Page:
If you’re looking to lose weight then you need a calorie deficit. So this inherently means you will have less energy in your diet than you need. To try and boost your energy levels, make sure you’re eating smart. Swap out the simple carbs (white pasta and rice) for complex carbs (wholemeal pasta and wholegrain rice). The slow releasing of these carbs will mean you have energy being released for longer, reducing the chance of peaks and troughs of energy. Also make sure you’re having nutrient dense calories. Your calories are restricted, so make sure you’re getting as many vitamins and minerals as possible from what you are eating – and remember b vitamins will boost your energy levels!

Sleep more. Often when people are feeling tired it's because they are chronically tired anyway. How many of you really struggle with your alarm clock in the morning? That’s likely a sign you’re not getting enough sleep. Try getting to bed earlier and just letting your sleep routine gradually catch up. At first you may take longer to get to sleep but, as your body adapts, it will improve. Read my article on getting better quality sleep here, if you’re interested!

Does it get better?: Again, yes. The body is such a wonderful thing, it becomes more efficient. It learns how to work out and exercise using fewer calories. Whilst the more important things are to fuel your body correctly and get enough rest, it will get easier, I promise!

3) Getting injured

One of the highest risk times of injury is when you first start working out. You’ll be going out there with the best of intentions to get into shape, but then when it comes to it, you think yeahh lets do this! Then ping – a tendon goes or a muscle tears *and not in the good way*.

What’s causing it?: This could be a multitude of reasons. The most common though are: not warming up properly; lifting too heavy too soon; not resting enough or not using the correct form. If any of these are ringing any bells, then please do read on to see how to mitigate them!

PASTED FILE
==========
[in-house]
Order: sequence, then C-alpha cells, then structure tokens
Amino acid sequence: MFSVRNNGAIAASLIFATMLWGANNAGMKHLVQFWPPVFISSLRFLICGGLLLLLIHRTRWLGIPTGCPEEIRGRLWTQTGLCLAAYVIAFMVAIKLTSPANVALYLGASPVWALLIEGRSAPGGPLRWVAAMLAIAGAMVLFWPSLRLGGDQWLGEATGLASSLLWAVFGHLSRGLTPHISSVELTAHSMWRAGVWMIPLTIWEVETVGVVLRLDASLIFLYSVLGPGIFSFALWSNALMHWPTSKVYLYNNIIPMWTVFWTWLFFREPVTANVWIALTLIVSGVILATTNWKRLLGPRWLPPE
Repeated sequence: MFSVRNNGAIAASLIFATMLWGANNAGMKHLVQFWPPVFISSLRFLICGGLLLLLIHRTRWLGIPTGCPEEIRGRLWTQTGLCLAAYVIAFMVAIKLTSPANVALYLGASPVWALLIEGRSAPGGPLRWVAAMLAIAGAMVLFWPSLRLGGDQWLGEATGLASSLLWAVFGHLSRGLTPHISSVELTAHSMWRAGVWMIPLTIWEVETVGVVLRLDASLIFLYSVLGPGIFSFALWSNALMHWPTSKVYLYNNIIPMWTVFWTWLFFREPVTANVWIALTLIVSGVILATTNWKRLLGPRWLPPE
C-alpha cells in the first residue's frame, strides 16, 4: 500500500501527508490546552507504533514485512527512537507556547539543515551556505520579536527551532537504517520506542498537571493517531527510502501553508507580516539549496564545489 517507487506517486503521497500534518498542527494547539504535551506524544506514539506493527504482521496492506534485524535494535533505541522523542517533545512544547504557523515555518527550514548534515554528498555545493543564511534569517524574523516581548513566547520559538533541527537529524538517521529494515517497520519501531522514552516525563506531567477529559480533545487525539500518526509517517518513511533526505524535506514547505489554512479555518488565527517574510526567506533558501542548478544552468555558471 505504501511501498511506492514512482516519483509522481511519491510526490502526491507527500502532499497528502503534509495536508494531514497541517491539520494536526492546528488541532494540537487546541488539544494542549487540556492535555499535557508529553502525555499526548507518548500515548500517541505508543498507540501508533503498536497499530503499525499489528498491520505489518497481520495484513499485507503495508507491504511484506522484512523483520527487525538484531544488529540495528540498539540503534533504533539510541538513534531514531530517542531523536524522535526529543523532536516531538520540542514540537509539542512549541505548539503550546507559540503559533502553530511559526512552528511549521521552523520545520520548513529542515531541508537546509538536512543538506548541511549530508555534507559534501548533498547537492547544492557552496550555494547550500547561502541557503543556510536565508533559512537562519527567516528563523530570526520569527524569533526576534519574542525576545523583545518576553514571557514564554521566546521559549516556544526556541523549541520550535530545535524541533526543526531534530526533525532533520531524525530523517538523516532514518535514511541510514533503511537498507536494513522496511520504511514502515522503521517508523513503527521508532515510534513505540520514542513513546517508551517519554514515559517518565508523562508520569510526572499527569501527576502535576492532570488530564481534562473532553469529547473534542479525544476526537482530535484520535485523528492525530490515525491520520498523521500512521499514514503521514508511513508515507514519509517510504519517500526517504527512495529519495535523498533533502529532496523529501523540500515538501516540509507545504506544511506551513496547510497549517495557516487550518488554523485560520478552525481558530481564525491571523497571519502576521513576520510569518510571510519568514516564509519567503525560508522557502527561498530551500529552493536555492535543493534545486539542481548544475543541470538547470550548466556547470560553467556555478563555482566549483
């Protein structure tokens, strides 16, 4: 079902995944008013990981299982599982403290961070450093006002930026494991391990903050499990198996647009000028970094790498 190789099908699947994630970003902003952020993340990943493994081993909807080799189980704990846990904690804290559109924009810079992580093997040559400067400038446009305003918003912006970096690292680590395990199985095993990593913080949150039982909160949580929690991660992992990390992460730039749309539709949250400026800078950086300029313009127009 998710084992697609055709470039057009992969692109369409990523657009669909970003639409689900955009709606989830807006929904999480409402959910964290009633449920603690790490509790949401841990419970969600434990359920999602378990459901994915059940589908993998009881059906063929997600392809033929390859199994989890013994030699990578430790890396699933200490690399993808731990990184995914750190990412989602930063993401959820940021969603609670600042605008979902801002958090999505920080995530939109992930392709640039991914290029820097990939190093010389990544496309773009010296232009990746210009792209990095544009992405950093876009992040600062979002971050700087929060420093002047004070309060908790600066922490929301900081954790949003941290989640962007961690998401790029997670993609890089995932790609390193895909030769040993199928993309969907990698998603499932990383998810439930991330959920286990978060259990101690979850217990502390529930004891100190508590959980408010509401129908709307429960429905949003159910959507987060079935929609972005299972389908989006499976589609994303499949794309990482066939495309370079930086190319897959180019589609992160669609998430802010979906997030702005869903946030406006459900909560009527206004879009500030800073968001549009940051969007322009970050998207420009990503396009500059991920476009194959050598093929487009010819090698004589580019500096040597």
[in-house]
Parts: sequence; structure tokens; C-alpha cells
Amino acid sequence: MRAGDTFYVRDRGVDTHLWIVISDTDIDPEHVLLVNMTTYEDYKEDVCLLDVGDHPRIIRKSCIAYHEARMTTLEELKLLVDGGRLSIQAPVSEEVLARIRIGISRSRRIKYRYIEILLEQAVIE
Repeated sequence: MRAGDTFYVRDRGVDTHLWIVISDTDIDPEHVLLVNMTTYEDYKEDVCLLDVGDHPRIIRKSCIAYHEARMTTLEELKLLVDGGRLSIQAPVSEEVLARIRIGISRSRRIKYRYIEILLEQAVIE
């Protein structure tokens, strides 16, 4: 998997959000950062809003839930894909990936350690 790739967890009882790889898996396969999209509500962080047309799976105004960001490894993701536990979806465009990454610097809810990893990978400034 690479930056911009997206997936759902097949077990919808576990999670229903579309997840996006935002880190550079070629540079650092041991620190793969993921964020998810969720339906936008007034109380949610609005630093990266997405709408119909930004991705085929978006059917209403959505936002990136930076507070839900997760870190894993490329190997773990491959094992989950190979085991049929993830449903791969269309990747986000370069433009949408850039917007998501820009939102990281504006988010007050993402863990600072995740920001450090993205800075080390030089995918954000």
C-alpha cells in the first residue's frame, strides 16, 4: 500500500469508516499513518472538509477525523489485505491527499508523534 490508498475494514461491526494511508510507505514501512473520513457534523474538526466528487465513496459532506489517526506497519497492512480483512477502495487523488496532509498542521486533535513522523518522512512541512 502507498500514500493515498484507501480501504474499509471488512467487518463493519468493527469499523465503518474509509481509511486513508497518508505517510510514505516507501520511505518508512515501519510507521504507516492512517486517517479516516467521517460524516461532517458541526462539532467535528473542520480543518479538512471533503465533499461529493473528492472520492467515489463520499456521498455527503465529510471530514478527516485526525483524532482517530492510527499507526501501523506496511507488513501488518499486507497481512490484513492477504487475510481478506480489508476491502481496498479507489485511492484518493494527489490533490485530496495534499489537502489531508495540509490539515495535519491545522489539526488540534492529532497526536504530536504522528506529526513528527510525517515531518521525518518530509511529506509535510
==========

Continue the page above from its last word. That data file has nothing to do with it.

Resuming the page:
How to mitigate these: Firstly, take it slow. Make sure you know what you are doing, with the correct form and the correct weight level. You aren’t gonna be as strong as the guy/girl who’s been going to the gym for 5 years solid. Be sensible and take it slowly.

Also – as I can’t stress enough – make sure you warm up! That means even if it’s boiling hot outside, get limbered up and the hear blood pumping. If you want more info on warm ups, take a read of my article on warm ups here and my article on stretching here. Resting is also hella important. At first you’ll need longer rest periods, possibly quite a bit longer than when you’ve been doing it a while. Low and behold, I’ve also done an article on rest days here!

Does it get better?: As I alluded to above – yes. As you get stronger, your tendons, bones and muscles will all get stronger, meaning they are less likely to get injured. You’ll also perfect your technique over time and get to understand what your body can and can’t take. Stretches and warm ups will always be important though – so make sure you do them!

All in all, what I'm trying to say is to say at first you need to be careful, and understand that all these things get better the more you persevere and are consistent with your training. Once you get past the initial stage – there’s gonna be no stopping you!